Causes Hypertension is linked with obesity and in some people to a high intake of salt, alcohol, smoking appears to aggravate the effects of hypertension. Preventive measures: Obese persons should make an attempt to reduce weight through restriction of food intake and try regular exercise.

The dietary intake of animal fat milk, cream, cheese fatty meat and eggs should be reduced. A restricted intake of salt is recommended. Heart transplantation involves replacement of a person's damaged or diseased heart by a healthy human heart taken from a donor in whom brain death has been certified. Heart transplantation in animals was first achieved in 1 The first human heart transplant was performed by Professor Christian Bernard in South Africa in Limiting factors for Heart transplant surgery 1.

Problem of timing: A heart transplant is possible only when a suitable donor heart is available at right time. Problem of fall-back system: If the heart is rejected attacked by the body's immune system the only hope for the patient is another transplant. Problem in the certification of brain death. The success of heart transplant lies in allowing doctors to certify brain death while the heart was beating.

Heart is generatly removed for transplantation from a person certified for brain death by doctors. The pulse can be described in terms of its rate number of expansion per minute its rhythm, strength and whether the blood vessel feels hard or soft.

The pulse rate is determined by counting the beats in a set period minimum 15 to 20 seconds and multiplying to give the beats per minute. The pulse rate usually corresponds to the heart rate which varies according to the persons state of relaxation or physical activity. Abnormal rhythm may be a sign of heart disorder. If the pulse feels weak, it may be a sign of heart failure, shock or an obstruction to the blood circulation. Weak or absent pulse in one or both legs is a sign of peripheral vascular disease.

Cardio - Pulmonary Resuscitation Cardio - pulmonary resuscitation is the administration of the life - saving measures of external cardiac compression massage and mouth to mouth resuscitation Artificial respiration to someone collapsing with Cardiac arrest Cessation of heart beat It is vital to restore the circulation of oxygen carrying blood to the brain as quickly as possible because permanent brain damage is likely to occur if the brain is starved of oxygen for more than three to four minutes The blood: It consists of liquid plasma and cells.

The total blood volume in human female is about litres and litres in males. It is straw coloured. Water 2. Plasma proteins- Albumin Globulins Fibrinogen 3. Nutrients - Glucose, amino acids, triglycerides, cholesterol, vitamins.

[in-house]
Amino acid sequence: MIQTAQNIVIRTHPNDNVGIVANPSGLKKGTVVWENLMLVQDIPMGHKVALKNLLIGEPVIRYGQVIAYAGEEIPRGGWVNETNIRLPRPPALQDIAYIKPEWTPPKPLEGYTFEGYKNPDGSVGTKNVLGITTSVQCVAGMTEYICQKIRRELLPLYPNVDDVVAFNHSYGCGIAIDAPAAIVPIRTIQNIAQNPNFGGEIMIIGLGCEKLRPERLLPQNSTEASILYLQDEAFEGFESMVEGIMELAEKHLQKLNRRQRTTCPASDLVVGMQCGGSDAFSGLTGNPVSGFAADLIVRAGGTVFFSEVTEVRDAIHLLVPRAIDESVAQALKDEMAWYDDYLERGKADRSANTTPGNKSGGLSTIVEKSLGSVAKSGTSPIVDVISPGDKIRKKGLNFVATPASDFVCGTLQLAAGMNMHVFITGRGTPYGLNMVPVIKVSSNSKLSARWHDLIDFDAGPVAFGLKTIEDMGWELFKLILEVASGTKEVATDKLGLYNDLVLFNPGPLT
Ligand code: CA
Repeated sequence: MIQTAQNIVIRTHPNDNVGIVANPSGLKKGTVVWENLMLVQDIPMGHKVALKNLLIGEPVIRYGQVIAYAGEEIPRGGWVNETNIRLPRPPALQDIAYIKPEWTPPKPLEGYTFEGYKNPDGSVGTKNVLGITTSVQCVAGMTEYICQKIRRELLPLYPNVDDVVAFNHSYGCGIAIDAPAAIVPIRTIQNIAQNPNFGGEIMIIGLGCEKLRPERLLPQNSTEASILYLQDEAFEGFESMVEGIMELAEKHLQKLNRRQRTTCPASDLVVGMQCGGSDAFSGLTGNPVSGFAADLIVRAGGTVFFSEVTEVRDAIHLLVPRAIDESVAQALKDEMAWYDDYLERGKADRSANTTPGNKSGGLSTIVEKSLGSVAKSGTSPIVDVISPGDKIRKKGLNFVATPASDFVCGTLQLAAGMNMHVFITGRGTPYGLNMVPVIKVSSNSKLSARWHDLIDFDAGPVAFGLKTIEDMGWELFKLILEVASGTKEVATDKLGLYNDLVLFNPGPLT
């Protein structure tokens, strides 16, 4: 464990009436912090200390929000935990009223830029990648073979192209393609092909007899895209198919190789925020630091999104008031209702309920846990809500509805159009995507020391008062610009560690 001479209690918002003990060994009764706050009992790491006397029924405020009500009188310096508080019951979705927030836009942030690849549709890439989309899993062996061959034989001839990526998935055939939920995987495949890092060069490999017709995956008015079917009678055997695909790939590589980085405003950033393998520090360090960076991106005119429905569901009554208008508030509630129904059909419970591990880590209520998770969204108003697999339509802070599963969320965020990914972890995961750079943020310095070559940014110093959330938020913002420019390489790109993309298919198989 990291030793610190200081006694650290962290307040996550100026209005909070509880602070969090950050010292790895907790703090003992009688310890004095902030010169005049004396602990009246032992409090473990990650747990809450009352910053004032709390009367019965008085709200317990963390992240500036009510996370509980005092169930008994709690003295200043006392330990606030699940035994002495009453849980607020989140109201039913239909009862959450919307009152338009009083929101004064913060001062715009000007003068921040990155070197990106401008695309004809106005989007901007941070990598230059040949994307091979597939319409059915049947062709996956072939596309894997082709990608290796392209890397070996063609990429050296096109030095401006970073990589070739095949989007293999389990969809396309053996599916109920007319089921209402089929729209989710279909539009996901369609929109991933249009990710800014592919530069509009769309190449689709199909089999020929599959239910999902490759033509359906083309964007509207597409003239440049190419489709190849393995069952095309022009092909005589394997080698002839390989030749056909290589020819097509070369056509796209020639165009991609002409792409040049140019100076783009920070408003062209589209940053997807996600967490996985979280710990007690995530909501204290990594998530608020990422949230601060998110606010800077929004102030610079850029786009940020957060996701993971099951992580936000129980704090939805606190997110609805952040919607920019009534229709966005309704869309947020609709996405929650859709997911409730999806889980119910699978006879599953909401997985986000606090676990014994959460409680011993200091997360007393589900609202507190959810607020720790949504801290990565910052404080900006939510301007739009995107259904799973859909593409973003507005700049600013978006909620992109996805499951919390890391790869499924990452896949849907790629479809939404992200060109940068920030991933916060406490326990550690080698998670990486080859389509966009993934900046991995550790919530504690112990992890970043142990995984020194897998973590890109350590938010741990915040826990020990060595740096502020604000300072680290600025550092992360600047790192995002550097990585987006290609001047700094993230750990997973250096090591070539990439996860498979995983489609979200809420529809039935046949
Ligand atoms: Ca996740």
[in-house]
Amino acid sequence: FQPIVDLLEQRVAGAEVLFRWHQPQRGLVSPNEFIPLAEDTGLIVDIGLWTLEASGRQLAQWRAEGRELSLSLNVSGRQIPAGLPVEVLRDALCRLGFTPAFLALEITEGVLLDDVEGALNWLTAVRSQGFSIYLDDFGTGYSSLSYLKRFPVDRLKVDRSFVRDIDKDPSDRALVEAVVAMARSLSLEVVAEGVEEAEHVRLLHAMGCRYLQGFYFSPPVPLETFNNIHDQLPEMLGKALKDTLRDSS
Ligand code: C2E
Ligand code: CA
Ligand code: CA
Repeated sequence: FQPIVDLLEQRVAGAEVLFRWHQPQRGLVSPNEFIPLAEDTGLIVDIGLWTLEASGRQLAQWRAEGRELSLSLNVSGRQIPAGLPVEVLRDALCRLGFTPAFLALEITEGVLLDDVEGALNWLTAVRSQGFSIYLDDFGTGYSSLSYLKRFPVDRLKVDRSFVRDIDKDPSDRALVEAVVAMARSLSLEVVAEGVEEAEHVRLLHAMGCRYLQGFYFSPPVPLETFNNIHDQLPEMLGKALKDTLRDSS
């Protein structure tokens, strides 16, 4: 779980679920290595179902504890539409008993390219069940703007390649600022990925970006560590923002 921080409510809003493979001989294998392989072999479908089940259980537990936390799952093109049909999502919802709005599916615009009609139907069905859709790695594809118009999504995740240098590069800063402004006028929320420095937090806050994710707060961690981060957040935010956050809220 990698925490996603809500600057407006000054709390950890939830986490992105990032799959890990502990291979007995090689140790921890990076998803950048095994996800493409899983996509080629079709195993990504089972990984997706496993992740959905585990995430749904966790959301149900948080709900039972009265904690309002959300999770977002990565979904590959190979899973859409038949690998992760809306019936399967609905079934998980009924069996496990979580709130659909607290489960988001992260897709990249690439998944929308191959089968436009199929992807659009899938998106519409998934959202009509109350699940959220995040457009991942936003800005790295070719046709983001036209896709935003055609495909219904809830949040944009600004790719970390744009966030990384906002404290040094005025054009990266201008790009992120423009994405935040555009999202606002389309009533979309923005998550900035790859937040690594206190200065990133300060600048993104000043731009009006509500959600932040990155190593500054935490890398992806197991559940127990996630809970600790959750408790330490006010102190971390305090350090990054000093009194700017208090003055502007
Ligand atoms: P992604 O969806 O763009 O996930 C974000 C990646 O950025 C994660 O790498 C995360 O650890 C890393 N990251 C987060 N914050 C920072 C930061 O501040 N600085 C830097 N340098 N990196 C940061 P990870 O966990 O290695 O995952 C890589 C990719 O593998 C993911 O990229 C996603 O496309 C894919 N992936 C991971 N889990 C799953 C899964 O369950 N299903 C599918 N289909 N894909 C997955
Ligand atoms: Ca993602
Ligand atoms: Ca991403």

Waste products - Urea, uric! Gases Oxygen CO Nitrogen 7. Regulating substances Hormones and Enzymes Functions - as a slovent and suspending medium for blood components. Males have about 5. Females have about 4. Their main component is a pigmented protein, haemoglobin. It gives red colour to the blood. Erythrocytes stay in circulation for about days in males and 1 10 days in females.

They are manufactured in the marrow of bones such as ribs and vertebrae. They disintegrate in the spleen and liver. They are nucleated cells exhibiting amoeboid movement. They protect the body against invading micro-organisms and remove dead cells from the body.

There are five types of leucocytes. Different types of WBC a. Their nuclei can occur in more than one form. Hence they are called polymorphonuclear neutrophils PMN. Eosinophils 0. During allergy reaction their number increases. Basophils 0. They contain heparin which inhibits blood clotting. They are more common in lymphatic tissues namely the lymph nodes, spleen, tonsils and thymus. Lymphocytes, called B-cells can produce proteins called antibodies that can get attached to the bacteria and destroy them.

T-cells 49 protect us against viruses by attacking and destroying cells in which viruses are reproducing. They destroy bacteria, dead cells and cell fragments. During chronic infection their number increases. Blood Platelets or Thrombocytes These are minute fragments of cells that play a very important role in coagulation of blood. Their life expectancy is days. Clotting of Blood or Haemostasis When a blood vessel is damaged, it results in coagulation or clotting of blood.

A blood clot is a network of thread like protein fibers, called fibrin, that traps blood cells, platelets and fluid. The clotting depends on several proteins in the plasma. They are called coagulation factors. Normally these factors are in an inactive state. After injury they are activated to produce a clot.